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Cities receive guidance on sanctuary immigration policies

January 19, 2017 By Deepti Hajela Associated Press
New York state Attorney General Eric Schneiderman. AP Photo/Hans Pennink, File
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New York state’s attorney general on Thursday issued guidance to local governments on how they can put laws and policies in place to limit their participation in federal immigration enforcement activities under Republican President-elect Donald Trump’s administration.

The guidance from Democratic Attorney General Eric Schneiderman says local law enforcement agencies can take several steps. Those steps include refusing to enforce non-judicial civil immigration warrants, denying requests from federal officials to hold onto people in custody who haven’t been charged for more than 48 hours, limiting immigration enforcement agents’ access to people already in custody and limiting the gathering and reporting of information like someone’s immigration status.

Schneiderman said public safety depends on trust between law enforcement and communities.

“No local law enforcement agency should have to undercut that trust just to carry out Donald Trump’s draconian immigration policies,” he said.

Trump made clamping down on immigration a centerpiece of his presidential campaign, including building a wall on the country’s border with Mexico, deporting more of those people in the U.S. without legal authorization and prohibiting entry to immigrants from certain nations.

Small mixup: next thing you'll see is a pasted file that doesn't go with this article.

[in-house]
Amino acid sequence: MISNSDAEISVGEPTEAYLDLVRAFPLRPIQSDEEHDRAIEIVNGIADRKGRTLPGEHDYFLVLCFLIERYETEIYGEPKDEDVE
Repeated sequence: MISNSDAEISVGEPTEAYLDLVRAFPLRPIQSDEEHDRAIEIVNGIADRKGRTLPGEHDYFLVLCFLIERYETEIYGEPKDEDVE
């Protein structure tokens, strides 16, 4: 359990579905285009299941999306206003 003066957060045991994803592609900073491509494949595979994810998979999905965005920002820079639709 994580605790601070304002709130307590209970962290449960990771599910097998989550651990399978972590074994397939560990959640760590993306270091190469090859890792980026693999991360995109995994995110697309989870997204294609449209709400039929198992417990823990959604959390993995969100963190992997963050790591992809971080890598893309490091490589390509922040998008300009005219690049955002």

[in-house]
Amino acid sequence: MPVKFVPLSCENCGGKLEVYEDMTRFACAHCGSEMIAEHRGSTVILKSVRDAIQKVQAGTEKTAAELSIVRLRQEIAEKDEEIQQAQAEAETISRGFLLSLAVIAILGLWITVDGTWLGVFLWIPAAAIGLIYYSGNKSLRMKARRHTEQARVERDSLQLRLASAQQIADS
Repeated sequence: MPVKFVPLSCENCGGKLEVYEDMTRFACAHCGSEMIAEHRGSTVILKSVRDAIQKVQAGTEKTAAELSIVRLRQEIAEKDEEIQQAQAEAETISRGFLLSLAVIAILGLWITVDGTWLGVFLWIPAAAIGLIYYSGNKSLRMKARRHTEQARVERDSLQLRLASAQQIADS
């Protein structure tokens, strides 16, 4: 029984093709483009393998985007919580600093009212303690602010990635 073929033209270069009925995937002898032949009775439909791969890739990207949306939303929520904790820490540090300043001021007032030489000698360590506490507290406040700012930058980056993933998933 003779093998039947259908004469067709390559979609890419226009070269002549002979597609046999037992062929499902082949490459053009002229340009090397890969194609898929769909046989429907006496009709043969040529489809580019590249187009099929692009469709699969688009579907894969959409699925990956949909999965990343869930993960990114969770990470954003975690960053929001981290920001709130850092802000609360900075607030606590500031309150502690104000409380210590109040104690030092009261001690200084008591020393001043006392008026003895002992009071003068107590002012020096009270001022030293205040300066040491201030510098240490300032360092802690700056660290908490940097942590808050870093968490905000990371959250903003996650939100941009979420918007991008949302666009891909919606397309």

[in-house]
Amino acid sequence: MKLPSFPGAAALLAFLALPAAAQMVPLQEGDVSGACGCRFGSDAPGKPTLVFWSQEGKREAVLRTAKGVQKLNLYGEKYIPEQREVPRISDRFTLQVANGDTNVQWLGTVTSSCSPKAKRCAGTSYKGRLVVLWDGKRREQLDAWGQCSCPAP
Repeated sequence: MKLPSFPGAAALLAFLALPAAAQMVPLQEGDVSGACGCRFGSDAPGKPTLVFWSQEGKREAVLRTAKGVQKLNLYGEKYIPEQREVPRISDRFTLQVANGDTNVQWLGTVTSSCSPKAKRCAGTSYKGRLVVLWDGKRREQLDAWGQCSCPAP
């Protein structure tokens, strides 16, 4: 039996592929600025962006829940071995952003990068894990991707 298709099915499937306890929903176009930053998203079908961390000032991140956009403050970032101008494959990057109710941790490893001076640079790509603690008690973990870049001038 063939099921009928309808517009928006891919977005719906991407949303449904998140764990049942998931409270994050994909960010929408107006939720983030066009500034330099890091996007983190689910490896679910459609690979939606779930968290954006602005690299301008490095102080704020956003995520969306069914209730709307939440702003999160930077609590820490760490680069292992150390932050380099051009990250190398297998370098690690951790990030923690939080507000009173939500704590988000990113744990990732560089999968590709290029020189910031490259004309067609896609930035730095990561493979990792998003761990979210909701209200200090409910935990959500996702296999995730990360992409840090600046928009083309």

New York City has policies to limit its involvement in immigration enforcement. The mayors of cities including Albany and Rochester spoke out in appreciation of the guidelines.

“We are committed to being a sanctuary city, and these guidelines will assist in our efforts to protect immigrants’ rights and develop relationships that enhance public safety in our city,” Democratic Albany Mayor Kathy Sheehan said.

But Ira Mehlman, a spokesman for the Federation for American Immigration Reform, a group that pushes for strict immigration policies, said “the line is between not participating and impeding.”

He said, “They should be required to offer the same level of cooperation with ICE [Immigration and Customs Enforcement] that they do with any other law enforcement agency in the country.”

The Department of Homeland Security didn’t immediately comment.

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